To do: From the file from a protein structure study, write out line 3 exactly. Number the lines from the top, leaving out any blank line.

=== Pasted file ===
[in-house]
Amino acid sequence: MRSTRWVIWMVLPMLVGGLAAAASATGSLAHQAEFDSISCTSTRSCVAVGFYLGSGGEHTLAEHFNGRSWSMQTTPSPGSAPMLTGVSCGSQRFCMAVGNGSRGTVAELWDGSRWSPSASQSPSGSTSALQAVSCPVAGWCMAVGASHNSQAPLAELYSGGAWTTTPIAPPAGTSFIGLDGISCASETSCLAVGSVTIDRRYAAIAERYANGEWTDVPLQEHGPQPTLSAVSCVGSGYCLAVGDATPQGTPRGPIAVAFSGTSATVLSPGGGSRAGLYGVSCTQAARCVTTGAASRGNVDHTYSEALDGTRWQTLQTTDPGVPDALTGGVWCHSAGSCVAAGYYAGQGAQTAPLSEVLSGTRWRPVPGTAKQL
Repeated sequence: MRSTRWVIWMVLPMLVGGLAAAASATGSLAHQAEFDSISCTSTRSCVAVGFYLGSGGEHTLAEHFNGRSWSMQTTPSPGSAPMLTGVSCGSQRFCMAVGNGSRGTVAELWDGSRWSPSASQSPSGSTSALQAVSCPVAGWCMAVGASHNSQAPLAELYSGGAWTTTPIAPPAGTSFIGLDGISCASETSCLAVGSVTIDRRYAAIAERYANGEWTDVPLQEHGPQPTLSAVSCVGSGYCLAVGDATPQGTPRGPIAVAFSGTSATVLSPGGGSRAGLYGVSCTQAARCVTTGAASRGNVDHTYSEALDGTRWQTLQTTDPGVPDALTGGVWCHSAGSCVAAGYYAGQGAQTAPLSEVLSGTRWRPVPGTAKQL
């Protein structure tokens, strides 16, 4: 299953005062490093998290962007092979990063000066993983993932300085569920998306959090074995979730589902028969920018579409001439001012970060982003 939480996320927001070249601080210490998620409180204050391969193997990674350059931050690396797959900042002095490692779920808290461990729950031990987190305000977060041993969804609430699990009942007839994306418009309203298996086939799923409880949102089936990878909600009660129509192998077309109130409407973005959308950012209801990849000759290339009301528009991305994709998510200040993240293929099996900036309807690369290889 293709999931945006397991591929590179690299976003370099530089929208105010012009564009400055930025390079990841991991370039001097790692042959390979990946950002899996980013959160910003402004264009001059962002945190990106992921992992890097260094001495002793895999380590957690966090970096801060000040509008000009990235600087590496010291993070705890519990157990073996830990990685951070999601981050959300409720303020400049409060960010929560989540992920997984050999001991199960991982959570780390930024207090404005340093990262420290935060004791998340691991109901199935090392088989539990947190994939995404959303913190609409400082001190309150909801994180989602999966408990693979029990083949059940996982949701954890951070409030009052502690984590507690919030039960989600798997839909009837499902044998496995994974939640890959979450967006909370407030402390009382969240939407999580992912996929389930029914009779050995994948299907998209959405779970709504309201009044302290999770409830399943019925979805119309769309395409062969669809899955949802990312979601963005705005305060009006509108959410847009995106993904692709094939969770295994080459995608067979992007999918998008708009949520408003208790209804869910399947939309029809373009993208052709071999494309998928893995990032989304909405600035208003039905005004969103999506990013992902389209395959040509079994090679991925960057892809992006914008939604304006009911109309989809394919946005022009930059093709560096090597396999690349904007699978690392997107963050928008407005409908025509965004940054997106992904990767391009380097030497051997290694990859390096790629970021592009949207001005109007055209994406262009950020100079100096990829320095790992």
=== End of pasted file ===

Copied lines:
Repeated sequence: MRSTRWVIWMVLPMLVGGLAAAASATGSLAHQAEFDSISCTSTRSCVAVGFYLGSGGEHTLAEHFNGRSWSMQTTPSPGSAPMLTGVSCGSQRFCMAVGNGSRGTVAELWDGSRWSPSASQSPSGSTSALQAVSCPVAGWCMAVGASHNSQAPLAELYSGGAWTTTPIAPPAGTSFIGLDGISCASETSCLAVGSVTIDRRYAAIAERYANGEWTDVPLQEHGPQPTLSAVSCVGSGYCLAVGDATPQGTPRGPIAVAFSGTSATVLSPGGGSRAGLYGVSCTQAARCVTTGAASRGNVDHTYSEALDGTRWQTLQTTDPGVPDALTGGVWCHSAGSCVAAGYYAGQGAQTAPLSEVLSGTRWRPVPGTAKQL